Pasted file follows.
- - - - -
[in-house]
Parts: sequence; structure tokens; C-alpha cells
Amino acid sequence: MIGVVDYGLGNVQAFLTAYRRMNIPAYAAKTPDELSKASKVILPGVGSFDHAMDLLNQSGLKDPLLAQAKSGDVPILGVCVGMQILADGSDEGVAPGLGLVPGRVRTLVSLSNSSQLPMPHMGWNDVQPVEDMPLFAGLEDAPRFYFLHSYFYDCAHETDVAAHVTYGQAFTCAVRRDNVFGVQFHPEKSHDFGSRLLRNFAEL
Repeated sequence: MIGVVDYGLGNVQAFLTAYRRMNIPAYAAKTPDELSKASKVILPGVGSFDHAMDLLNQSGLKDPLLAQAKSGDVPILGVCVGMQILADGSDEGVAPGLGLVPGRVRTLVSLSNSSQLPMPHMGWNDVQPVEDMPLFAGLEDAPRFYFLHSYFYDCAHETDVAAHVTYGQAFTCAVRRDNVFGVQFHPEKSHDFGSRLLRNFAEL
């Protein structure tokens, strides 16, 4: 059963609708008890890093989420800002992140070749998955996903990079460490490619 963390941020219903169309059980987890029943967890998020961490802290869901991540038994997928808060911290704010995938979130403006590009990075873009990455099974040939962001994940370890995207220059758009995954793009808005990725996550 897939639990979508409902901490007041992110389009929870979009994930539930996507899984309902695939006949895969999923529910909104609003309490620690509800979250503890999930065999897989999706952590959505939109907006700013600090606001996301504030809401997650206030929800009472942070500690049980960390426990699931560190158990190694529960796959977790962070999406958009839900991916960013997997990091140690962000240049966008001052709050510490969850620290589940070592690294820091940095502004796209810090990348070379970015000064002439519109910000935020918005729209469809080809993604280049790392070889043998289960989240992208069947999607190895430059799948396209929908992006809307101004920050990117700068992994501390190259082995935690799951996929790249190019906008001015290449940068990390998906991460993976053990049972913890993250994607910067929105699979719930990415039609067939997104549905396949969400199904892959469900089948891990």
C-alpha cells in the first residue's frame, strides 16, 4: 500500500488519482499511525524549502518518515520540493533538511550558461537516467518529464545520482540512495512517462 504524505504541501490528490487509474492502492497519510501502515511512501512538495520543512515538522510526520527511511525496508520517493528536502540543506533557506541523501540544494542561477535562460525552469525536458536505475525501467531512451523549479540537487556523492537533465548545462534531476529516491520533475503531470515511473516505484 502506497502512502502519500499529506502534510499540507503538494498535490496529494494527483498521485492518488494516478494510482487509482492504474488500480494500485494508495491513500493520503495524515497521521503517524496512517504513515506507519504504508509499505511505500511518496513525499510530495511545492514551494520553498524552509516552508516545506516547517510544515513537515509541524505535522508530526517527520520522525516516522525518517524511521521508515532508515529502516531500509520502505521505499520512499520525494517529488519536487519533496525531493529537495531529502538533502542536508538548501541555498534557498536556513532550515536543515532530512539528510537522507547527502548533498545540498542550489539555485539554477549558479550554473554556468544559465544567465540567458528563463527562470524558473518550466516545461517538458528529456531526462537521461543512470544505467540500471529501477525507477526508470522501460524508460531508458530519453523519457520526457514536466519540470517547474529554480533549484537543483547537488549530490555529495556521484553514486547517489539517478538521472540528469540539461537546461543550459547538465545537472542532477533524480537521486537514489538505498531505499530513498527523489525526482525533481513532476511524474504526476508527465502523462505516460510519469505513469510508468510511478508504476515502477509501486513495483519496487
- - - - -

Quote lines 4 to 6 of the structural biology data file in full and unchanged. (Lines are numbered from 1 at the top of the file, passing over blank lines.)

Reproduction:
Repeated sequence: MIGVVDYGLGNVQAFLTAYRRMNIPAYAAKTPDELSKASKVILPGVGSFDHAMDLLNQSGLKDPLLAQAKSGDVPILGVCVGMQILADGSDEGVAPGLGLVPGRVRTLVSLSNSSQLPMPHMGWNDVQPVEDMPLFAGLEDAPRFYFLHSYFYDCAHETDVAAHVTYGQAFTCAVRRDNVFGVQFHPEKSHDFGSRLLRNFAEL
């Protein structure tokens, strides 16, 4: 059963609708008890890093989420800002992140070749998955996903990079460490490619 963390941020219903169309059980987890029943967890998020961490802290869901991540038994997928808060911290704010995938979130403006590009990075873009990455099974040939962001994940370890995207220059758009995954793009808005990725996550 897939639990979508409902901490007041992110389009929870979009994930539930996507899984309902695939006949895969999923529910909104609003309490620690509800979250503890999930065999897989999706952590959505939109907006700013600090606001996301504030809401997650206030929800009472942070500690049980960390426990699931560190158990190694529960796959977790962070999406958009839900991916960013997997990091140690962000240049966008001052709050510490969850620290589940070592690294820091940095502004796209810090990348070379970015000064002439519109910000935020918005729209469809080809993604280049790392070889043998289960989240992208069947999607190895430059799948396209929908992006809307101004920050990117700068992994501390190259082995935690799951996929790249190019906008001015290449940068990390998906991460993976053990049972913890993250994607910067929105699979719930990415039609067939997104549905396949969400199904892959469900089948891990």
C-alpha cells in the first residue's frame, strides 16, 4: 500500500488519482499511525524549502518518515520540493533538511550558461537516467518529464545520482540512495512517462 504524505504541501490528490487509474492502492497519510501502515511512501512538495520543512515538522510526520527511511525496508520517493528536502540543506533557506541523501540544494542561477535562460525552469525536458536505475525501467531512451523549479540537487556523492537533465548545462534531476529516491520533475503531470515511473516505484 502506497502512502502519500499529506502534510499540507503538494498535490496529494494527483498521485492518488494516478494510482487509482492504474488500480494500485494508495491513500493520503495524515497521521503517524496512517504513515506507519504504508509499505511505500511518496513525499510530495511545492514551494520553498524552509516552508516545506516547517510544515513537515509541524505535522508530526517527520520522525516516522525518517524511521521508515532508515529502516531500509520502505521505499520512499520525494517529488519536487519533496525531493529537495531529502538533502542536508538548501541555498534557498536556513532550515536543515532530512539528510537522507547527502548533498545540498542550489539555485539554477549558479550554473554556468544559465544567465540567458528563463527562470524558473518550466516545461517538458528529456531526462537521461543512470544505467540500471529501477525507477526508470522501460524508460531508458530519453523519457520526457514536466519540470517547474529554480533549484537543483547537488549530490555529495556521484553514486547517489539517478538521472540528469540539461537546461543550459547538465545537472542532477533524480537521486537514489538505498531505499530513498527523489525526482525533481513532476511524474504526476508527465502523462505516460510519469505513469510508468510511478508504476515502477509501486513495483519496487